Your automated testing plan is a guide to saving money, releasing on time and producing a high-quality product. It is your best opportunity to get a top-down view of the project that is about to roll out. Before you become submerged in the day-to-day of test cases and iteration flows, you have one last chance to identify how you can deliver against your business goals in the most efficient manner possible.
It is the perfect time to call on some expert advice.
Our QA engineers have completed this process hundreds of times alongside some of the world’s leading software companies, including Microsoft, Oracle and Sun Microsystems. With that kind of experience and exposure to cutting-edge techniques, you learn a few things about how to optimize an automated testing plan.
Today we are going to share some of those insights. The lessons learned below stem from real-world projects and products. They represent practical solutions to the potentially daunting end-to-end application testing.
These tips will help you test smarter.
Test Smarter with a Comprehensive Automated Testing Plan
Automation is the most efficient means of ensuring that a product is ready for market. It provides comprehensive testing by harnessing the exhausting and repetitive process of code checking to the inexhaustible power of machine testing. It will save you time, it will improve your test coverage and it will free up your invaluable human minds to work on more important aspects of development and QA.
However “smart” today’s automated services are, they are useless without proper design and planning. As our experts have learned, you need to follow the rules outlined below in order to make the most of what automated testing can provide.
That process begins with a clear understanding of what QA testing is designed to achieve.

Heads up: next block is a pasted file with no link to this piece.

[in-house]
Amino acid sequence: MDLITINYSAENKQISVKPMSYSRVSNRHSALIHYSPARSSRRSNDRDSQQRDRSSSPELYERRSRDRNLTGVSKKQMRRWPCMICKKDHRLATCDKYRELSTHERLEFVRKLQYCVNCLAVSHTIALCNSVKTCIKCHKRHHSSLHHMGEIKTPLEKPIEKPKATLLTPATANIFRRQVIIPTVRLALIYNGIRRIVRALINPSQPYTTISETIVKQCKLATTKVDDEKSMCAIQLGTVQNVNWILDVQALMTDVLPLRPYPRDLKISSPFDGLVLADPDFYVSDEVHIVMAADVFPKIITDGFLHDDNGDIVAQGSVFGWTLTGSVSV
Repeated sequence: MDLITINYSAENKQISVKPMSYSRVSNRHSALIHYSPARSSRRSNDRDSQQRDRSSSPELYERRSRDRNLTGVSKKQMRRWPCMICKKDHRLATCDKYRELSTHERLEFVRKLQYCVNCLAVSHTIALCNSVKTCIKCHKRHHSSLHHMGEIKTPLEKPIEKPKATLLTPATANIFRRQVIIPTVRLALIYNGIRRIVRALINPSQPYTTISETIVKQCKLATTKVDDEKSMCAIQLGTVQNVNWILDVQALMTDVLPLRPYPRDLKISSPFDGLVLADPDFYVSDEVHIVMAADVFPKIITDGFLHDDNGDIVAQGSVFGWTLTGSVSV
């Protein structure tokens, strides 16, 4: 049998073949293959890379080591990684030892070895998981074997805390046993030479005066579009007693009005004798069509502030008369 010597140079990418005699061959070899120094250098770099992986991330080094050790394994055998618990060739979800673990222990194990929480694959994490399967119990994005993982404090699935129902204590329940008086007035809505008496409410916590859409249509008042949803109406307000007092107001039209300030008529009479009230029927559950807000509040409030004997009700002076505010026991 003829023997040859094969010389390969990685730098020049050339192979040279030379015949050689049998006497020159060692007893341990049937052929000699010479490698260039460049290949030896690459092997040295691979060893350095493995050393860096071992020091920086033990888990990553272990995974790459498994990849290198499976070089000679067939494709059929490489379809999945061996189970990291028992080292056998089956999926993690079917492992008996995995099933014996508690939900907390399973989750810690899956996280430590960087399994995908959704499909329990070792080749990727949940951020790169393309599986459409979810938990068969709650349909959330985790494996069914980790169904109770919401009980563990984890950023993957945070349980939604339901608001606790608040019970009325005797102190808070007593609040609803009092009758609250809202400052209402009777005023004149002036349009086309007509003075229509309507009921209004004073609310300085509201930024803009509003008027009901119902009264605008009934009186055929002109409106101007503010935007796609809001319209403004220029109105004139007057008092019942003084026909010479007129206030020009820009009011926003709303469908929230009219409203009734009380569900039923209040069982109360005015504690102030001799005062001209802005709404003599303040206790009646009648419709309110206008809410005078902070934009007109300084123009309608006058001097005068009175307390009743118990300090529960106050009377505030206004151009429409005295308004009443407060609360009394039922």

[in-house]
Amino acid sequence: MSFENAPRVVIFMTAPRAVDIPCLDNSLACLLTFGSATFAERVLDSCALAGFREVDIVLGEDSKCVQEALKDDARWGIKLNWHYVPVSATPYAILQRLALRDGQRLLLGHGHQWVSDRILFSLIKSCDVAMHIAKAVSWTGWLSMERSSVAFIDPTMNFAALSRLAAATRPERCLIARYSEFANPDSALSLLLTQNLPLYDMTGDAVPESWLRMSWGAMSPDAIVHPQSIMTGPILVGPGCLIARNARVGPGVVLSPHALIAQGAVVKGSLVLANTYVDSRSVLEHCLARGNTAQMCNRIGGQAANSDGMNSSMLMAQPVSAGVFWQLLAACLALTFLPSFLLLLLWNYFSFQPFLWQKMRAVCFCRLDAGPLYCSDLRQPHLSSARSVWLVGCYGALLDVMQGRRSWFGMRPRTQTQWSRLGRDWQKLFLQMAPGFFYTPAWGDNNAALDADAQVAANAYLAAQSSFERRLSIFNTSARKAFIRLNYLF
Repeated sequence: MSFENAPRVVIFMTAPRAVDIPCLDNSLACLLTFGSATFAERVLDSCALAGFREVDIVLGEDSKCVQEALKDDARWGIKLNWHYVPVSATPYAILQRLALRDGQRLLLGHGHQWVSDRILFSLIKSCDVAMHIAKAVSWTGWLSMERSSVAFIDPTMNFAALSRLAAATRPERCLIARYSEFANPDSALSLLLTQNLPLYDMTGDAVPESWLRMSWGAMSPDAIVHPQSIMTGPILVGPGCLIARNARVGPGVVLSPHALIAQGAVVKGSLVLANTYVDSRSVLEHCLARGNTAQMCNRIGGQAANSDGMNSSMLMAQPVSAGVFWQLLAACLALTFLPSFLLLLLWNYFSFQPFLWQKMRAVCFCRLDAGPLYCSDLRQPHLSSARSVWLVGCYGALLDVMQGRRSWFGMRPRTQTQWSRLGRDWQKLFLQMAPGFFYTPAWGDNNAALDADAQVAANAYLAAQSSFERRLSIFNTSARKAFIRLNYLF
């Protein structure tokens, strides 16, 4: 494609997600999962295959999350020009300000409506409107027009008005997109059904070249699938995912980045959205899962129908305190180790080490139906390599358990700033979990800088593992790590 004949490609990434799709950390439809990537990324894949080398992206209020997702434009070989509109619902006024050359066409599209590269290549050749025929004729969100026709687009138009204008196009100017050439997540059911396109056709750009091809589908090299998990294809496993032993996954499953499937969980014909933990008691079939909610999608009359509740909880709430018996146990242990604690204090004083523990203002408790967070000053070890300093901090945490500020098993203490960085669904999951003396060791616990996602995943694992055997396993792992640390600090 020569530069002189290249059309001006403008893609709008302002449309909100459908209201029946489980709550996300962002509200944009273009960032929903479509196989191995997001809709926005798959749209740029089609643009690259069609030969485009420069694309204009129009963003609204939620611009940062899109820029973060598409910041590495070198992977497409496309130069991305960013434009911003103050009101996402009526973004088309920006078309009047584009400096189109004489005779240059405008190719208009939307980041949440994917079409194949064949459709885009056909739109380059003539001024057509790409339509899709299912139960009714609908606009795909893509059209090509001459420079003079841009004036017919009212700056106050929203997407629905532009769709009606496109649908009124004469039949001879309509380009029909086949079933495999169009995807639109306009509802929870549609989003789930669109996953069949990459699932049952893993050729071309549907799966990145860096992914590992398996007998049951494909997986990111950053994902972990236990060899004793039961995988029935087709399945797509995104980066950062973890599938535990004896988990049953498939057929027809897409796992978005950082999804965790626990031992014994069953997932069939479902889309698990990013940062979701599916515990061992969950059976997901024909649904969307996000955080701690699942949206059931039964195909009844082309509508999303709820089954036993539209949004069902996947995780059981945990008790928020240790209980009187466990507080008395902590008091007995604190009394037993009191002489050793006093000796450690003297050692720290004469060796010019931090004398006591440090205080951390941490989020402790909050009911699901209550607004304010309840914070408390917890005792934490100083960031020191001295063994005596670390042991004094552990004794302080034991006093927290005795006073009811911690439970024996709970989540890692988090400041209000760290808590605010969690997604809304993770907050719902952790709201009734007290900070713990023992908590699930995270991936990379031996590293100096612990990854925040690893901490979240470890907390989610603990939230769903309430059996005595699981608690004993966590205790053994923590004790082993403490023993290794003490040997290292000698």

1. Identify Test Objectives and Deliverables
All your application stakeholders need to have a clear understanding of what your product is designed to deliver. That means you need to gather your automation experts, development engineers, business stakeholders and project leaders into a single space and clearly define the road ahead. This “space” can be a common test plan document that everyone agrees to.
You need to establish the core business goals of your product and design a test suite that will ensure this critical functionality works as intended.
2. Identify Time, Resource and Quality Constraints
The next phase consists of translating those desired objectives and deliverables into a practical schedule that meets your project constraints. Every project has its time pressures, its budget limits and its unbreakable standards and industry requirements.
At this stage, you have to prioritize your test cases and core functionality so that the maximum effort can be applied to the most important project components. Next you must identify which test elements can and cannot be automated and make time and cost provisions for those that are best handled by manual testing.
Be ruthless in your assessments, and be realistic in your goals. Accuracy at this planning stage prevents time and cost blowouts.
3. Clarify Data for Testing
QA testing is the process of replicating real-world conditions in order to see how the product will perform once it reaches the end user. In order for that to succeed, you need to carefully consider how you prepare the data that will inform these tests.
You need to produce test cases that are repeatable, predictable and robust enough to recreate the many ways users will access and use your product across platforms, browsers and devices.
Any time you access user information, you need to enforce strict logical and physical security measures and tightly control access to and movement of information.
4. Evaluate Properties of the Test Environment